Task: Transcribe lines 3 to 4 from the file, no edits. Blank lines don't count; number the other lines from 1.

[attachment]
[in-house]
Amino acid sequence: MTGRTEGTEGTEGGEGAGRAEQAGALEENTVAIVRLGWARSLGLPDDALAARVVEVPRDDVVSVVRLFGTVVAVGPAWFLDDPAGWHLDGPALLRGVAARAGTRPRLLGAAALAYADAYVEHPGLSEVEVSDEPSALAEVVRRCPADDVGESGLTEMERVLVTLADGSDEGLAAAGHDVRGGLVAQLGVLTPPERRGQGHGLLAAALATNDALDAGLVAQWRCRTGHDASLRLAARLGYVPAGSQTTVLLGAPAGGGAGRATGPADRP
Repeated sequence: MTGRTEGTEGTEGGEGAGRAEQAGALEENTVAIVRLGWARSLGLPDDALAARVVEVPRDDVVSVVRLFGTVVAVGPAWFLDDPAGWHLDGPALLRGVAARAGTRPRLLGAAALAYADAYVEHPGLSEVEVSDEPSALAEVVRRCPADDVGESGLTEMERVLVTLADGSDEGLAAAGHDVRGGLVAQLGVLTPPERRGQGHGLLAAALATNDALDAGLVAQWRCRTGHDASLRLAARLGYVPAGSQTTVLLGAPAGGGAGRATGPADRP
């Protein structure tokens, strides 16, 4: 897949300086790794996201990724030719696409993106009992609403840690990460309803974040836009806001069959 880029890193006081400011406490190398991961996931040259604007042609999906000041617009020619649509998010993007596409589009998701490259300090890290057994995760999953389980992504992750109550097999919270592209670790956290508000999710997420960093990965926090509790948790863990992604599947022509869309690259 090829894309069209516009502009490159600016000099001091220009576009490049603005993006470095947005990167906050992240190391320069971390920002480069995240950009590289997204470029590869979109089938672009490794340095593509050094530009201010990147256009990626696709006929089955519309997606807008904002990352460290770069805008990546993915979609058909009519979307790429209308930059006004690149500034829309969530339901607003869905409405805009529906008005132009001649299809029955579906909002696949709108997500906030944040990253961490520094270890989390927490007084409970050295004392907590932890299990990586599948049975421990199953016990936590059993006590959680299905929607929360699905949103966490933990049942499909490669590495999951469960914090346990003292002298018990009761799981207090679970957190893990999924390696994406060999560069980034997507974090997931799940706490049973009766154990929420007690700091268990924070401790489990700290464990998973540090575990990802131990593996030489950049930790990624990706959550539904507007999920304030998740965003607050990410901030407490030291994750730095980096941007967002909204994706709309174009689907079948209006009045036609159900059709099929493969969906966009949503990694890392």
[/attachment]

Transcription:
Repeated sequence: MTGRTEGTEGTEGGEGAGRAEQAGALEENTVAIVRLGWARSLGLPDDALAARVVEVPRDDVVSVVRLFGTVVAVGPAWFLDDPAGWHLDGPALLRGVAARAGTRPRLLGAAALAYADAYVEHPGLSEVEVSDEPSALAEVVRRCPADDVGESGLTEMERVLVTLADGSDEGLAAAGHDVRGGLVAQLGVLTPPERRGQGHGLLAAALATNDALDAGLVAQWRCRTGHDASLRLAARLGYVPAGSQTTVLLGAPAGGGAGRATGPADRP
């Protein structure tokens, strides 16, 4: 897949300086790794996201990724030719696409993106009992609403840690990460309803974040836009806001069959 880029890193006081400011406490190398991961996931040259604007042609999906000041617009020619649509998010993007596409589009998701490259300090890290057994995760999953389980992504992750109550097999919270592209670790956290508000999710997420960093990965926090509790948790863990992604599947022509869309690259 090829894309069209516009502009490159600016000099001091220009576009490049603005993006470095947005990167906050992240190391320069971390920002480069995240950009590289997204470029590869979109089938672009490794340095593509050094530009201010990147256009990626696709006929089955519309997606807008904002990352460290770069805008990546993915979609058909009519979307790429209308930059006004690149500034829309969530339901607003869905409405805009529906008005132009001649299809029955579906909002696949709108997500906030944040990253961490520094270890989390927490007084409970050295004392907590932890299990990586599948049975421990199953016990936590059993006590959680299905929607929360699905949103966490933990049942499909490669590495999951469960914090346990003292002298018990009761799981207090679970957190893990999924390696994406060999560069980034997507974090997931799940706490049973009766154990929420007690700091268990924070401790489990700290464990998973540090575990990802131990593996030489950049930790990624990706959550539904507007999920304030998740965003607050990410901030407490030291994750730095980096941007967002909204994706709309174009689907079948209006009045036609159900059709099929493969969906966009949503990694890392």